Adherence levels are high and even seem to improve in patients taking long-term antiretroviral therapy, UK investigators report in the online edition of AIDS.
An analysis of over 2000 patients with up to nine years of follow-up showed that, not only did the majority of patients remain adherent to their antiretroviral therapy, but that the chances of a patient remaining adherent increased by about 2% a year.
“These encouraging observations have implications for our understanding of the likelihood that patients will be able to maintain sufficient levels of adherence for a lifetime,” comment the investigators from London’s Royal Free Hospital.
Treatment with combination antiretroviral therapy can significantly extend the prognosis of HIV-positive individuals. HIV treatment works by inhibiting HIV replication, and the target of therapy is an undetectable viral load (below 50 copies/ml).
Very high levels of adherence (at least 95%) are needed to achieve and maintain an undetectable viral load. Lower levels of adherence have been associated with an increase in viral load, the emergence of resistant strains of HIV, a fall in CD4 cell count and an increased risk of illness and even death.
Some research has suggested that levels of adherence to HIV treatment diminish the longer a patient receives it. But these studies have been small and have generally had a follow-up period of less than three years.
Therefore investigators at the Royal Free Hospital in London monitored adherence levels in their cohort of 2060 patients who have received therapy with anti-HIV drugs.
Adherence was monitored in six-monthly periods, and adherence was defined as the proportion of days in that period covered by antiretroviral drugs.
Patients were assessed for a median of 4.5 years, the longest duration of follow-up being nine years. A total of 16,545 six-month adherence periods were available for analysis.
Most of the patients were male (78%), white (66%), and maintained an undetectable viral load for the duration of follow-up (79%).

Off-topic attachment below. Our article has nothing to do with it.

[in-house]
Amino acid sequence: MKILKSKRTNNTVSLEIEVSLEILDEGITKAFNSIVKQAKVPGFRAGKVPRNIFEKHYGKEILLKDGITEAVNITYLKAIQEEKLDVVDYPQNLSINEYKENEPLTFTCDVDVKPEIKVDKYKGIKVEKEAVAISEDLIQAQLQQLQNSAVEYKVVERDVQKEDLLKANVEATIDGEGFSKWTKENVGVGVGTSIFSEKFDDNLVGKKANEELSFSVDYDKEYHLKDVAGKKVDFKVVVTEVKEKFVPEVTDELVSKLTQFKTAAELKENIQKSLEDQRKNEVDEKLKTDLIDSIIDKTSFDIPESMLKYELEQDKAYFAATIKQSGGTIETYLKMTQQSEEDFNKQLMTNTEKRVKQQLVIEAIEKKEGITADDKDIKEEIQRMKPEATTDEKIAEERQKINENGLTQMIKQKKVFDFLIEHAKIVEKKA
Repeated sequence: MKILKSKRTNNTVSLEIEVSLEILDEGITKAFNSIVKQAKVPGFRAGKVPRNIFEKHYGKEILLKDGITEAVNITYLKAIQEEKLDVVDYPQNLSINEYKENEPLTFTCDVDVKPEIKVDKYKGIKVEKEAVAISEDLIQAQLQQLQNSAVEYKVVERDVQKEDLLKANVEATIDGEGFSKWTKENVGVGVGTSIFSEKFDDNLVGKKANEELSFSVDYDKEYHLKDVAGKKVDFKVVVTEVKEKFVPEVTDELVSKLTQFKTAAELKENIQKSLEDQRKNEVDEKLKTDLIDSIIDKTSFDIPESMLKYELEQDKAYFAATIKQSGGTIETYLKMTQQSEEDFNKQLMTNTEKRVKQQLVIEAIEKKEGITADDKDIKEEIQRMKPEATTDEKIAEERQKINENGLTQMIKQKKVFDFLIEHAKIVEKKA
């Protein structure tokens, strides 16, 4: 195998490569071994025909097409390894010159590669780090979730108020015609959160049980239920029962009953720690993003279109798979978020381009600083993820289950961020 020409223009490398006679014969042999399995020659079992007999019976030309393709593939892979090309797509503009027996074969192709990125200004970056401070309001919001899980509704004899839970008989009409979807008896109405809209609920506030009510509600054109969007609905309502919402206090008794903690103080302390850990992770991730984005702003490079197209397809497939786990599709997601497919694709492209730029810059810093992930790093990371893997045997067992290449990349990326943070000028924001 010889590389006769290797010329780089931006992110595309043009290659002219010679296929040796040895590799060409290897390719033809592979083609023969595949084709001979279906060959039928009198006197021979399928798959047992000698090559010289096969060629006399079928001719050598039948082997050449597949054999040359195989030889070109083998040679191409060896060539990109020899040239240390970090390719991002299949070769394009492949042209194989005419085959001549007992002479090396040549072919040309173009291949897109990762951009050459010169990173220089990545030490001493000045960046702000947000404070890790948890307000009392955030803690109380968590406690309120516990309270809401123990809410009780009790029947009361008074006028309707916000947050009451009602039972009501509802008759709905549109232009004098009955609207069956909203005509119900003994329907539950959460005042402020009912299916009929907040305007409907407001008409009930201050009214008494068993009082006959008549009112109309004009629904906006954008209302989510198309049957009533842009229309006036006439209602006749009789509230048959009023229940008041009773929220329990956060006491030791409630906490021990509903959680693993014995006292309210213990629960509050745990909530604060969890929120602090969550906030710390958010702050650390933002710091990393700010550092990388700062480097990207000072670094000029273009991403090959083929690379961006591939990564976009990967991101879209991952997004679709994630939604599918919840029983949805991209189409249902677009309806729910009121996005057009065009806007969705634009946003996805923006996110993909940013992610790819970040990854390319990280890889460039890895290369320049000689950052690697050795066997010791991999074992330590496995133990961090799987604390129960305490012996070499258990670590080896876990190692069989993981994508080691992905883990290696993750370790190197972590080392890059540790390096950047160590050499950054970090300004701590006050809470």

Median coverage of HIV treatment during the study was 92%. This remained stable throughout the study.
Far from declining, there was a trend suggesting that adherence increased the longer a patient received treatment (OR = 1.02; 95% CI, 1.01 to 1.04; p = 0.0533).
Factors associated with poorer adherence included being a black heterosexual man (p = 0.0153). The investigators suggest, “this is likely to relate to socioeconomic and migration status, characterised by more difficult access to care, and perhaps less access to information.”
Individuals who had experienced three or more virologic treatment failures were significantly less likely to be adherent than individuals who had always maintained an undetectable viral load (p < 0.0001).
Increasing age was significantly associated with better levels of adherence (p < 0.0001). The investigators suggest that older patients are more likely to attend their clinic appointments and “are more aware of the negative clinical effects of low adherence”.
Combinations including boosted atazanavir (Reyataz) or boosted saquinavir (Invirase) were associated with good adherence levels. This could be an indication of the better tolerability of more modern antiretroviral drugs, a theory supported by the finding that adherence levels were poorer in the early periods of the study (p = 0.0003).
There was also evidence that adherence levels predicted engagement with HIV care. Patients with poor levels of adherence (below 60% drug coverage) were significantly more likely to be lost to follow-up than those with the best levels of adherence.
However, the researchers found that 48% of patients experienced one period of poor adherence, although this was often a one-off event.
“We found no evidence of a decrease in average levels of adherence to HAART [highly active antiretroviral therapy] over time, and even some evidence of a small increase,”, comment the investigators.
The levels of adherence observed in the study are, the investigators note, consistent with the high proportion of patients with an undetectable viral load in the cohort.
Some research suggests that an undetectable viral load can be achieved and maintained with adherence levels below 95% with some newer antiretroviral drugs.
However, the investigators suggest that the highest possible level of adherence should always be the target. This not only means that there is a very low risk of treatment failure and resistance, but also that HIV levels in genital secretions are suppressed, thereby reducing the risk of sexual HIV transmission.
“Adherence to antiretroviral therapy is generally high in routine practice and does not have a tendency to decline over … long periods, providing encouragement that maintenance of adherence for a lifetime may well be possible," conclude the investigators.